IN A REVERIE
A poet’s creek by farm and field
Still ambles through the glen;
It wanders past my idle feet,
And I remember when
In my bitter hour of youth
His voice sang like a lark
From the parceled and printed page
Into my wounded dark.
Inside a lonely hermitage
None yet had fared to reach
I opened a door to harbour
The schooling in his speech
That spoke of nature’s loveliness,
A quietude in her,
And in these aged hills a home
For my soul’s wanderer.
I hearken to the poet’s creek
That babbles in the dale;
If now its babbling could be known
‘twould tell a knowing tale
Of pensive eyes stayed on its stream
For a moment to think
And leathern hands at rest from toil
That cupped a cooling drink.
Though I must wait for my passage
To an eternal sphere,
There he at last will tell his tales
Unspoken to my ear,
And we will talk of our speeches,
Those poems fixed in rhyme
Penned from a past swallowed in death,
Far gone from age and time.
2014 Bettie Sellers Poetry Contest Winner
Wheelchair on the Beach
An old woman in a wheelchair is pushed
Toward the ocean by a middle-aged woman.
It’s slow going – the sand soft, the wheels
Bogging down, not turning. Red-faced,
The woman shoves, strains, digs
Her feet into the hot sand to inch
The chair forward, sliding more than rolling it.
The old woman, wrapped in a white robe,
Clutches the dark blanket in her lap.
Her hair is a small white cloud, her face
Sharp and fiery.
Carrying my cooler
And umbrella, heading for the parking lot,
I’m embarrassed to be staring, staring
Anyway, torn between admiring
Their resolve and hating their foolishness.
Who could think this was a good idea—
The old woman yearning to touch the ocean
One last time, feel salt on her papery skin,
Or the younger one, daughter
I decide, wanting something meaningful
I drive home remembering
The chair mired in damp sand, the old woman
Facing the waves rolling toward her,
Her daughter – the chair handles holding her up –
Leaning over, her head touching her mother’s,
Her whole body heaving to catch its breath.
2014 Bettie Sellers Poetry Contest Notables
Still marking Pope with a spit-slick pencil, she asks
Who saw you picking through the trash? For I have prayed
to the god of houseplants: Make me the woman
who rescues aspidistra from the bin at the mouth
of the alley, no longer she who abandons them in extremis,
make me the one to grasp the withered stalk and smack
the cracked pot hard. Let me cradle the knot of pothos roots
like fledglings in my palm, coax them to move secretly
within the tender soil. This plastic stick promises blossoms
like snowfall – cascades of pristine petals, a cataract
of tiny flowers, of white mittened hands – and there, she
asks again – You’re not going to give that to anybody, are you –
shuts the book, and leans against me,
a sleepy sun dropping down behind the shelter
of the mountain. Suppertime. Set Bacopa on the sill to
bloom again, to die again. Make me know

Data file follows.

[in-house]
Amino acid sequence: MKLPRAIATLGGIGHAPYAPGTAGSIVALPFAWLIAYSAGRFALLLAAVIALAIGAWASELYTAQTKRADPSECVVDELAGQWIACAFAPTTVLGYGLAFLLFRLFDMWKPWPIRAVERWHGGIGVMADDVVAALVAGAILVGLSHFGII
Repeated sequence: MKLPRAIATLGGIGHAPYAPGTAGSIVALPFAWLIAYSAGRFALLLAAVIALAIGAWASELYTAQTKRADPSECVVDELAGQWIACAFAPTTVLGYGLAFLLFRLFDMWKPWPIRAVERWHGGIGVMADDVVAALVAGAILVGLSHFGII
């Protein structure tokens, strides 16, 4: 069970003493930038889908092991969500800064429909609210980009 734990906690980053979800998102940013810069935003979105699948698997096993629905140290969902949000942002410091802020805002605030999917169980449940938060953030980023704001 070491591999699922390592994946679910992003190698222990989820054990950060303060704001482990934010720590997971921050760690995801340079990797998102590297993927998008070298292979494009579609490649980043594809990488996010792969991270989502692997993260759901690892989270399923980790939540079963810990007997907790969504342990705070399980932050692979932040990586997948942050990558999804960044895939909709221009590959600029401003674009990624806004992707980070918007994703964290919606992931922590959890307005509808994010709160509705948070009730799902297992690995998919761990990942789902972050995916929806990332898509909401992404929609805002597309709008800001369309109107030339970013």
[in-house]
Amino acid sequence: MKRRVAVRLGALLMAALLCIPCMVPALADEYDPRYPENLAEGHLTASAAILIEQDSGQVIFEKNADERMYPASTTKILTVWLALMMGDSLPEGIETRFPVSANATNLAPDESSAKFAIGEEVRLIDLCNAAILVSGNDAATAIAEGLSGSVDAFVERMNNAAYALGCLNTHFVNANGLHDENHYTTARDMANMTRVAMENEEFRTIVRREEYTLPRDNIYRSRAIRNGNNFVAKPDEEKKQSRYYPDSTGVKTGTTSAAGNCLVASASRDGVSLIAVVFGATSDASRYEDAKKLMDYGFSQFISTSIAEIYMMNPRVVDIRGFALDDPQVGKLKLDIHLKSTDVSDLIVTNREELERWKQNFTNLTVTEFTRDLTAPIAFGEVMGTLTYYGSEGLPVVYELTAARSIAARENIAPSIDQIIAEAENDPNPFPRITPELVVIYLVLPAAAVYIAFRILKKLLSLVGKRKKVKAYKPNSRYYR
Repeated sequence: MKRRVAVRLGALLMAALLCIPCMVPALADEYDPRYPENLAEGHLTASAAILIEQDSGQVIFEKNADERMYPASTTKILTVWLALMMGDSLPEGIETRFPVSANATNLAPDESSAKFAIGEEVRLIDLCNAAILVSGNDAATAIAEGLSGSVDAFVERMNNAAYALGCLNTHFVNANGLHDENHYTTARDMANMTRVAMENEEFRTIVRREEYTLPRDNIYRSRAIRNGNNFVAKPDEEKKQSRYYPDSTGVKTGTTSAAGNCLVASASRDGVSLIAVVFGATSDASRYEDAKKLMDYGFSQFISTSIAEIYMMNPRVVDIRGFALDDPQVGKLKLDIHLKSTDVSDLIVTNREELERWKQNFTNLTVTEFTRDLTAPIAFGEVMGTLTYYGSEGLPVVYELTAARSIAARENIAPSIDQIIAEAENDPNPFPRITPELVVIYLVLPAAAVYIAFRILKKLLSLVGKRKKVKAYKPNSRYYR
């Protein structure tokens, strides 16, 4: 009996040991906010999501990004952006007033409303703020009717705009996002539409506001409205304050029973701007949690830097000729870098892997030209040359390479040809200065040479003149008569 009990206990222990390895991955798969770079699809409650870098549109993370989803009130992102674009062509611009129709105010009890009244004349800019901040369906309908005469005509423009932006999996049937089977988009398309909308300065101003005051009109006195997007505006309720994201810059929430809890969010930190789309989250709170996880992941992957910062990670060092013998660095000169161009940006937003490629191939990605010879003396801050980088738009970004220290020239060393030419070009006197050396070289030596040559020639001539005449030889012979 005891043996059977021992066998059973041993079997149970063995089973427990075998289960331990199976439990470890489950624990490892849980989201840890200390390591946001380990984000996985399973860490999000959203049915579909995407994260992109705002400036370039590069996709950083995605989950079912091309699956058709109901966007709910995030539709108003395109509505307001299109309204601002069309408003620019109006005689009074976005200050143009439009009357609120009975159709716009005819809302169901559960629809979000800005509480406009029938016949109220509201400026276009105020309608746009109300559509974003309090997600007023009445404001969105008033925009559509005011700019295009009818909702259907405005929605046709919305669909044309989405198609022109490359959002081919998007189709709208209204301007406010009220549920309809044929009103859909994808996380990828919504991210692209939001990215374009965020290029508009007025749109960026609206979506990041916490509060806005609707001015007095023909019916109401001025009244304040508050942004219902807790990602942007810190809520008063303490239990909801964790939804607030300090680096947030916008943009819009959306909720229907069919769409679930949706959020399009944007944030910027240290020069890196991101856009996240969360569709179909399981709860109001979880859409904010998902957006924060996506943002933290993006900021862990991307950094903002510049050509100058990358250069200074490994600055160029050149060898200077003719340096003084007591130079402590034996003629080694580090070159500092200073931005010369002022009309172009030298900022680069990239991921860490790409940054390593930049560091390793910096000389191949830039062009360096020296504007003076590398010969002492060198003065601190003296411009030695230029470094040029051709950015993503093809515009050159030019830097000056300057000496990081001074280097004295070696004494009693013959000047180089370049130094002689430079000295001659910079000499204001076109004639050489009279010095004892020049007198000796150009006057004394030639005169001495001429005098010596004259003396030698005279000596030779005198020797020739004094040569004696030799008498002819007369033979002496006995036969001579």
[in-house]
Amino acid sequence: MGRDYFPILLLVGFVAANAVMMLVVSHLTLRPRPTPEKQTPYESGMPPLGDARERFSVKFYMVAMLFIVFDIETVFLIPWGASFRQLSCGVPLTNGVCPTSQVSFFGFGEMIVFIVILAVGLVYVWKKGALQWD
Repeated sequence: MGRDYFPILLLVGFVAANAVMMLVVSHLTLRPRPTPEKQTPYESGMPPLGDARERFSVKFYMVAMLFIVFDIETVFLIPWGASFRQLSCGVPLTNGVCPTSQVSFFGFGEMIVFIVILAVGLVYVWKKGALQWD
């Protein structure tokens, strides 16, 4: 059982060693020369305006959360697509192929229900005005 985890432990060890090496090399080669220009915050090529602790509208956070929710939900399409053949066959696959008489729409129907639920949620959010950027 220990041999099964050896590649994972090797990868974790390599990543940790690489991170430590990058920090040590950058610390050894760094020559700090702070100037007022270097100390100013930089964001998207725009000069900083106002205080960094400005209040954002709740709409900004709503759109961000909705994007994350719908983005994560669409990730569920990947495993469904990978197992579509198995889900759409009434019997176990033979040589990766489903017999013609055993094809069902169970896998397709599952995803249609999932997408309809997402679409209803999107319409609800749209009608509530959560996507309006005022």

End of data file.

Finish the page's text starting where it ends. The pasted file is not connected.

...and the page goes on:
that even the dumb things have need, that love is service,
that what we have can be enough. Yes, hope springs eternal.
What we’re not, we may yet become.
After the Last Visitor Leaves
Heat strafes the air, shock waves
of palpable pressure settling against my skin.
Shadows crease corners of the yard,
thin lines offering no respite
to black-eyed susans, blue hydrangea.
Behind the daily news,
your taciturn mask, our grief
behind my quiet question,
What will we do with all this food?
When you don’t answer, I take the plates
to the kitchen – see her pink sweater
hanging in the hall. Watch the clock
tick another second.
The Dance Instructor
Perhaps because he extends his arms
when the music starts
and you enter the frame of his body.
Perhaps because you give him your right hand
and with your left let your fingers circle
the flesh above his elbow,
feel his taut muscles, as you both draw in.
Perhaps because he tells you to relax,
to let your hips move with his
and to let him twirl you over and over
until you are afraid you will become dizzy.
But especially because he laughs (as you do)
when you don’t follow his footsteps
and choose a pattern of your own.
Because he has given you moments
when you feel light, even suspended,
where you float as a raft on a gentle sea.
You forget that he wears too much cologne,
smokes, chews gum to disguise this guilty pleasure.
You don’t worry about the lines around your eyes,
your archaic hips, how painful it is
to attempt what he calls the Cuban Motion,
or to twist your neck in a tango’s flick.
Because he is old enough to be your son
you know this lesson is not about possession
or romance but a remembered desire and longing.
Because watching him dance
with other partners, you feel no jealousy
but instead a strange contentment,
loving the shape of him, how he winks at you,
flows across the dance floor, graces it,
lights up the room.
A Privy on the Appalachian Trail
No amount of Imodium I carried
kept the curse from moving.
Call it Still Life with Giardia:
An image of a young man
hunched on a rickety toilet seat
mounted to an unroofed platform
in the southwest Virginia woods,